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Don't jump to the head gaskets. I suspect that many heads are pulled and studs installed when the only real issue was the coolers. And I'm not sure it is quite accurate to say that the EGR cooler fails because the oil cooler clogs. It seems to start with the EGR cooler where the short distance from the exhaust ports means extreme temperatures, which cooks the coolant ( Ford gold breaks down at those temps, silicates drop out to a gritty sand and goo. Green stuff even worse, a lot worse.) Some of that starts clogging the cooler passages and the rest flows next to the oil cooler and clogs it up. But that's the coolant passages being clogged, not the oil passages.
So now you have gradual clogging of both coolers, which means that the coolant moves more slowly and has more time to cook in the super-hot EGR cooler and not cooling it as much, and reduced flow of hotter water through the oil cooler which makes it less efficient and shows up as higher delta in your temps. But in most cases your radiator and T-stat are able to handle the coolant when it gets there so the problem never shows on your dash gauge.
So far you aren't really hurting the engine if your dash temps are good unless the oil temp gets way high and breaks down. The coolant in the engine is still at the correct temp so the head gaskets are not trying to fail. But eventually the coolant passages in both coolers, like clogged arteries, restrict flow to the point that the EGR cooler gets too hot and cracks or ruptures and spews coolant back into the exhaust. That comes out as sweet white smoke/steam, and exhaust getting into the coolant passages may cause that to boil out the degas tank. Classic symptoms of a head gasket, but not a head gasket, yet.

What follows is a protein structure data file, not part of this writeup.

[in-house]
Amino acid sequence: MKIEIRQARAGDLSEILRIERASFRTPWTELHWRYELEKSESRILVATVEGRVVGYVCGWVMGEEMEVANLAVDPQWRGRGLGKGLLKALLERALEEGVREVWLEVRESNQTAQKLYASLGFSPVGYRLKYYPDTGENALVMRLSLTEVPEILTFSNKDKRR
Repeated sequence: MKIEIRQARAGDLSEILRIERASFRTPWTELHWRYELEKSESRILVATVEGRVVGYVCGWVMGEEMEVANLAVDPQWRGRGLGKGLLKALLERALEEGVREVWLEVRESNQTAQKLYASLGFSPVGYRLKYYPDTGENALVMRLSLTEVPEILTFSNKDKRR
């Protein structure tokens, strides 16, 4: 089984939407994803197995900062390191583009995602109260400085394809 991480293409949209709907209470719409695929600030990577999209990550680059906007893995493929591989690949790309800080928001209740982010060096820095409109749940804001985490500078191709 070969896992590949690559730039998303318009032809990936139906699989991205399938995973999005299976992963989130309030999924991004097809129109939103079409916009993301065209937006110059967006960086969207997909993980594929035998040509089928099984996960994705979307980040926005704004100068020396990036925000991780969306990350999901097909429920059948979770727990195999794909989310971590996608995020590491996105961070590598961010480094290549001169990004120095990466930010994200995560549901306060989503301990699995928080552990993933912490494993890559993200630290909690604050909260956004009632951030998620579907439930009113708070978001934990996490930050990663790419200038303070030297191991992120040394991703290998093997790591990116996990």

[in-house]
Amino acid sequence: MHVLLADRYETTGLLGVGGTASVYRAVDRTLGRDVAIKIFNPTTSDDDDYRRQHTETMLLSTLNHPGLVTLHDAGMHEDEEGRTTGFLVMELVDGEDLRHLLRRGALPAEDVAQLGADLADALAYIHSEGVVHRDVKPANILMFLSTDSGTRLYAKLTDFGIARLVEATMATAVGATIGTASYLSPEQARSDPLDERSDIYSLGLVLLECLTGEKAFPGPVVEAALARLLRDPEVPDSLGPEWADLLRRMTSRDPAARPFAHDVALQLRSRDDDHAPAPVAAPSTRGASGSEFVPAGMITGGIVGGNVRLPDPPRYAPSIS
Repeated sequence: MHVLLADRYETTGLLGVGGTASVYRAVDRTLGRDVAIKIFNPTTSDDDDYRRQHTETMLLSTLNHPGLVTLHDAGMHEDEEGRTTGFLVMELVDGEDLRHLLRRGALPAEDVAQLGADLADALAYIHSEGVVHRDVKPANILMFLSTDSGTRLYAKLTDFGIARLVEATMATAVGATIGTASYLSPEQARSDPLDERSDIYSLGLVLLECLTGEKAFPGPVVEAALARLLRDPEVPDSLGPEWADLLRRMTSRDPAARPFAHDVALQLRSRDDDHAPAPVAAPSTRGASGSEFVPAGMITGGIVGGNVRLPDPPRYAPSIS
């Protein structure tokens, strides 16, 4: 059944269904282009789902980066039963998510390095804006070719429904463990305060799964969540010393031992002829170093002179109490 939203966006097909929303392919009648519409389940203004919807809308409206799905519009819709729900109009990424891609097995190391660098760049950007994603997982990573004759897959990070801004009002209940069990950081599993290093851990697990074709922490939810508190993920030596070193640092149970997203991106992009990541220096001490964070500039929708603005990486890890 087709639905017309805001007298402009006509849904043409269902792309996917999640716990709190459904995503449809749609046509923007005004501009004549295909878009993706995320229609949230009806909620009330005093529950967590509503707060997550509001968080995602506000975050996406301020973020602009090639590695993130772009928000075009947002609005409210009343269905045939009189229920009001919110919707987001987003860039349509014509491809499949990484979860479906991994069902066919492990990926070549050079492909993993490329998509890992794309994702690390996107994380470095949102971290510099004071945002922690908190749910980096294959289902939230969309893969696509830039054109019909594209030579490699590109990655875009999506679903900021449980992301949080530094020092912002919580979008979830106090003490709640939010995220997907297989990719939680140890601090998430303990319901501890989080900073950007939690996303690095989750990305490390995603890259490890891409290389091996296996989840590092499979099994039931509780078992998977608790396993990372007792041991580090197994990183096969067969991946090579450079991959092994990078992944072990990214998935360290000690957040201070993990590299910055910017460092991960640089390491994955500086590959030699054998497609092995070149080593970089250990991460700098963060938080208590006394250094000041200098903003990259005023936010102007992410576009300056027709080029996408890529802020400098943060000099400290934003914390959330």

Ignore the problem and just keep adding coolant is the worst thing you can do because it will get worse and at an accelerated rate. If you lose track and let it get too low, you may overheat the engine and blow a head gasket. Eventually the EGR cooler fails in a big way and loses coolant so fast that it fills one or more cylinders with fluid. If you are lucky it fogs the neighborhood but can pump it out until you shut down. Then the residual pressure fills one or two cylinders and if you try to start again you get a fluid-lock situation but do no additional harm. If you are less lucky it fills a little faster and locks up while idling, perhaps "lifting" a head. If you are unlucky it does that under load, doing all that and also bending a rod or two and maybe the crank.
But, from what I have seen and talking to guys who have dealt with many of these, real head gasket issues are less common than their replacement rate suggest.
Moral of the story: Run the correct coolant, monitor your temps and especially the delta, and deal with problems quickly. Not knee-jerk & replace everything at the first sign of something unusual, but pay attention and don't let problems fester because on these trucks more than anything I've owned, it gets expensive fast.
Last edited by sjsche; 07-27-2014 at 07:06 PM.